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Utilizing pre-existing instruments, scales and inventories in student affairs assessment
Transcript of Utilizing pre-existing instruments, scales and inventories in student affairs assessment
Using existing scales, inventories and items for student learning outcomes assessment in student affairs.
Josie Ahlquist, LMU
Shannon Faris, LMU
Assessment in Student Affairs
Much focus on
However, SAs SLOs are often
attitudes, values & beliefs
Harder to capture
Always looking for creative methods!
Very little in the literature on utilizing this method in this way.
national/published instruments & items
psychometrics in social sciences, psychology
&all that jazz
1. Do your homework:
Who and how was it developed?
For whom was it designed and why?
How has it been utilized?
How are your intentions similar/different from original?
What do you know about psychometric quality?
You are responsible!
2. Pay attention to sampling procedures.
Was it designed to use at the individual or group level?
3. Don't be afraid to try out newer inventories.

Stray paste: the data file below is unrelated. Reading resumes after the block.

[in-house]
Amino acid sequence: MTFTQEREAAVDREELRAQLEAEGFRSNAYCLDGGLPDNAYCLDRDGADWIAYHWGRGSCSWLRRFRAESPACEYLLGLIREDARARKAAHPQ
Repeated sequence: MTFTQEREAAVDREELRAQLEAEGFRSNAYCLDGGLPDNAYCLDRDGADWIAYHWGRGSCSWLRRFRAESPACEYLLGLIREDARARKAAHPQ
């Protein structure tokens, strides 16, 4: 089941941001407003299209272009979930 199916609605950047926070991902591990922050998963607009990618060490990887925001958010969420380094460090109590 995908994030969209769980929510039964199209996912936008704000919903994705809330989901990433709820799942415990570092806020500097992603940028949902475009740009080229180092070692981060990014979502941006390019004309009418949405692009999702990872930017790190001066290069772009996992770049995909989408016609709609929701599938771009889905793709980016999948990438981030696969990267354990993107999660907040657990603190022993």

4. Measurement of learning is always evolving.
Where to find them:
Repositories of existing instruments:
Mental Measurements Yearbook Online- //buros.unl.edu/buros/jsp/search/jsp
Inventory of Higher Education Instruments: www.stanford.edu/group/ncpi/unspecified/assessment states/instruments.html
Additional Lessons Learned
Use the scale exactly, even the wording and order of questions
Include demographic information
Set a realistic methodology
Consider a multi-year study to add depth
It is never too early to start preparing
Use the data for not only practice but for grants, conference proposals and even scholarly journal submissions
Creating a Study
Interpreting the data
Training a student how to do research
Reflection & Setting Realistic Methods
Individual outreach with student performers
Revisiting Student Development Theory